Massive strike at IBM factory in China over Lenovo server deal

Massive strike at IBM factory in China over Lenovo server deal

Summary: More than 1,000 IBM workers at an affected server division demanded proper compensation and refused to be "sold" to Lenovo.

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Courtesy of http://weibo.com/u/3191177250

On 3 March 2014, more than 1,000 workers at the server-making IBM ISTC factory in Shenzhen, Guangdong, staged strikes and protested against the company's lump sum severance package.

According to a Shenzhen TV channel’s report published on 4 March, IBM ISTC, one of the strategic manufacturing bases of IBM global integrated supply chain, laid out two choices for the workers: either "willingly” leave IBM before March 12 with compensation plus an extra 6,000 yuan, or stay and "automatically" become Lenovo employees. In the latter scenario, the worker get to keep the same amount of compensation but without the 6,000 yuan. Neither plan is in accordance with the labour laws in China, according to the report.

Workers were chanting and marching within the factory compound and are accusing IBM for unilaterally terminating working contracts without proper compensation, which they expect to be: Average monthly salary × years of service × 2 + one month of salary.

According to the TV report, angry workers also criticized the excessive working hours at IBM, while demanded the company provide immediate Occupational Health and Safety (OHS) checkups and extra compensation for the female workers who were pregnant or are nursing a baby.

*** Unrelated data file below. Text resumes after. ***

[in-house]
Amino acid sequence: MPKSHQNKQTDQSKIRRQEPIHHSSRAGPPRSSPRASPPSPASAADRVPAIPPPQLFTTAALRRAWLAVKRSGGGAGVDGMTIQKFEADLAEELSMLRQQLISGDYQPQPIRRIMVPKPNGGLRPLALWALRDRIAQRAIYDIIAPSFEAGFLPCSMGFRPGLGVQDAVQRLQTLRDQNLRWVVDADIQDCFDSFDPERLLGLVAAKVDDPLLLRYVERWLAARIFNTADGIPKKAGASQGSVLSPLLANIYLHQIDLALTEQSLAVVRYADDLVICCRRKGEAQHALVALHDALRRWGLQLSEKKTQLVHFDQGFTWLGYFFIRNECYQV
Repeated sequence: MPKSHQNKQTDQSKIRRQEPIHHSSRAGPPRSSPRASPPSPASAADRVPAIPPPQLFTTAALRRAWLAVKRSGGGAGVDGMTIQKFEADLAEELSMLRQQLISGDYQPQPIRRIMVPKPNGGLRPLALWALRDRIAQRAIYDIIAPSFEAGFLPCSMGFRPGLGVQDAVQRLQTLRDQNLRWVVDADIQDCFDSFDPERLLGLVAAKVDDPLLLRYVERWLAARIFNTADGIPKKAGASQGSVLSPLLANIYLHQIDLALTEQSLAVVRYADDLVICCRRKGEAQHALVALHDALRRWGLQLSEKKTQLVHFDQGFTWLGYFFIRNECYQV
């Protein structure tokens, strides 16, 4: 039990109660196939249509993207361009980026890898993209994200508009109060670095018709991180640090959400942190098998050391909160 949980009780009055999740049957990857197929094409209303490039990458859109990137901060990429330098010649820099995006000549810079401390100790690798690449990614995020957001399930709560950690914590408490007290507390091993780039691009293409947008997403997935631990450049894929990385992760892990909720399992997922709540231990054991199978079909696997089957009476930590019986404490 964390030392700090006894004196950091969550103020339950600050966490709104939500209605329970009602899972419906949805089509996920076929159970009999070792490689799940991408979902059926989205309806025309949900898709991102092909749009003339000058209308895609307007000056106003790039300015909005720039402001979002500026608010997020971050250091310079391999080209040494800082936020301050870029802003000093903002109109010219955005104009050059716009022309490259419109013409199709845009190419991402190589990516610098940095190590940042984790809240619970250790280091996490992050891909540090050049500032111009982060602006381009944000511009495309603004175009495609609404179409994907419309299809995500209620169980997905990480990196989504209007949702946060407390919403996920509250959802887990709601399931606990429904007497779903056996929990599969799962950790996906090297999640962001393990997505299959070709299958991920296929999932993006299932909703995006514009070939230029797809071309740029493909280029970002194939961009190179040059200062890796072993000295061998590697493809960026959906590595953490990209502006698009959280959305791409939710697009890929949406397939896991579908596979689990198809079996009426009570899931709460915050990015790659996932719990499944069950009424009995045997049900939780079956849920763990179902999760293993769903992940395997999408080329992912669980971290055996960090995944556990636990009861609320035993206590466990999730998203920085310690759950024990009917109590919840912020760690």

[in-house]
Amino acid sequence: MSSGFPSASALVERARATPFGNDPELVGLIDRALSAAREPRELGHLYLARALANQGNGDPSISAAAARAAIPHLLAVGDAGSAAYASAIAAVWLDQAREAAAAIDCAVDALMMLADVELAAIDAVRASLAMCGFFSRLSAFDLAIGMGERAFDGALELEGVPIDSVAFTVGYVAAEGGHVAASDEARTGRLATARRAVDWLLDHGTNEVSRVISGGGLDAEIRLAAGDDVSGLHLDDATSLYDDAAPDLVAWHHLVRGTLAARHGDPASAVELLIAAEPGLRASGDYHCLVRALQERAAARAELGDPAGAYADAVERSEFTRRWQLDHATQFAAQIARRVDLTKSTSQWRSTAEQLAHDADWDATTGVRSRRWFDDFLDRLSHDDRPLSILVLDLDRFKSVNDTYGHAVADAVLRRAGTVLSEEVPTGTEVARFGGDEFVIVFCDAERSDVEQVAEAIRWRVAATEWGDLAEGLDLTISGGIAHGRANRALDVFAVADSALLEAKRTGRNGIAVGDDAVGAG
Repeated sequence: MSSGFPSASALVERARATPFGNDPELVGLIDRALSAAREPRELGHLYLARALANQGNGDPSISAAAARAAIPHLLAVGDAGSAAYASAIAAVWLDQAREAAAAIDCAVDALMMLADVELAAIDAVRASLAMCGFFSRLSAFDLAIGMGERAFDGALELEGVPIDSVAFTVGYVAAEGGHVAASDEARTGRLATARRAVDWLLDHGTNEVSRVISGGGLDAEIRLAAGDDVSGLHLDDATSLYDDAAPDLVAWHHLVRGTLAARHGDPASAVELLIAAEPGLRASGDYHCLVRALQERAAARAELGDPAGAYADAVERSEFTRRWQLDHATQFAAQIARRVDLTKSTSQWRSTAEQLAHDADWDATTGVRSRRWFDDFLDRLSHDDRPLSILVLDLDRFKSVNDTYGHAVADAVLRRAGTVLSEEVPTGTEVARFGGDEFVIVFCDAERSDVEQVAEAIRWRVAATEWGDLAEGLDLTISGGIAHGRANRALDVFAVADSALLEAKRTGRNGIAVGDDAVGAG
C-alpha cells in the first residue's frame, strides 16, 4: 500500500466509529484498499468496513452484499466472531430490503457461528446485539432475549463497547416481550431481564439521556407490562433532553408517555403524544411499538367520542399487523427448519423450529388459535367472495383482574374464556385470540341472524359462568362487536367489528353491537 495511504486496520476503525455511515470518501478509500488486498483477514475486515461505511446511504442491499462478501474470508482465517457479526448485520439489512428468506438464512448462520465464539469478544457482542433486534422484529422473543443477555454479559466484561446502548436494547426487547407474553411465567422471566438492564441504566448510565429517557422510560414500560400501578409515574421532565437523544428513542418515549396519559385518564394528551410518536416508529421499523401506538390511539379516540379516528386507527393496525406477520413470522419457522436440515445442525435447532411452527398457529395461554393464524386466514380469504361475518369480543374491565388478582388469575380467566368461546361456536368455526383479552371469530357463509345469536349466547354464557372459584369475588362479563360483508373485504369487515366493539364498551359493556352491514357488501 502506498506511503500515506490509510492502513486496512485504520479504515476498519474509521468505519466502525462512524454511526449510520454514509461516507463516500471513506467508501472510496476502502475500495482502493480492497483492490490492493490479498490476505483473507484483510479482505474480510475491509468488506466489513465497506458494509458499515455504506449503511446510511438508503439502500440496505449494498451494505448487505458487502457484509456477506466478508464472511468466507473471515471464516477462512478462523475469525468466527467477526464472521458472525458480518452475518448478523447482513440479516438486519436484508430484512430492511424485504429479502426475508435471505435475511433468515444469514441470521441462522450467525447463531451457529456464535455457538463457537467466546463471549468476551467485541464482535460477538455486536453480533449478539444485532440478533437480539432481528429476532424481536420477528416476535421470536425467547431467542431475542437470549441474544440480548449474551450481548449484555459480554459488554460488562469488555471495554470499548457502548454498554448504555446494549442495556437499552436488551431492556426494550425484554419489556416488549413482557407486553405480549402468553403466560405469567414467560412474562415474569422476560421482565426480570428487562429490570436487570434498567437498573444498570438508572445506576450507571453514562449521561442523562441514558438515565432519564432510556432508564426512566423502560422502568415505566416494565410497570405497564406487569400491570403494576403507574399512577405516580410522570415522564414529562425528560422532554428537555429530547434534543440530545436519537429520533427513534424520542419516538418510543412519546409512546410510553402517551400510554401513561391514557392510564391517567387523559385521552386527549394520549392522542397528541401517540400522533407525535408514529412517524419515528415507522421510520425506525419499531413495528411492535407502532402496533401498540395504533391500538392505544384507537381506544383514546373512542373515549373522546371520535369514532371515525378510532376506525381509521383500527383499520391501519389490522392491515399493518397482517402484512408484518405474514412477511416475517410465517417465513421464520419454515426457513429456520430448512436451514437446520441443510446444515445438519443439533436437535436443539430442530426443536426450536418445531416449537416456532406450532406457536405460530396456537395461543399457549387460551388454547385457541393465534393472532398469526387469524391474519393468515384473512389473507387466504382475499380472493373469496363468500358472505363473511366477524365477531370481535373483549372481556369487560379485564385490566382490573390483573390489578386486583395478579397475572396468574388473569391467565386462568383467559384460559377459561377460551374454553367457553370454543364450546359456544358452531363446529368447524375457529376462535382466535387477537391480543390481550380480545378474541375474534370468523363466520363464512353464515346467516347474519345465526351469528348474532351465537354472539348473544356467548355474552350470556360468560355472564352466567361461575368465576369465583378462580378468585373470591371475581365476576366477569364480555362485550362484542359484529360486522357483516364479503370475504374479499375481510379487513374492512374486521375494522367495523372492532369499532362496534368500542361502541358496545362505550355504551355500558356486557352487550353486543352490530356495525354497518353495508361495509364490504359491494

"Many of us work from 8:00am to 11:00pm for a consecutive 15 days! IBM must provide us with OHS checkups!" said a worker at the scene of the strike.

Workers have handed a letter of grievances to the management and are now waiting for replies while continuing the strikes.

On January 23, 2014, Lenovo announced that it had purchased IBM's X86 server business for US$2.3 billion. The deal, said Lenovo's CEO Yang Yuanqing in another report by NetEase, brings Lenovo an extra US$5 billion in revenue, and expand its X86 server market share from the 6th to the 3rd in the world.

Topics: Lenovo, IBM, Servers, China, IT Employment

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24 comments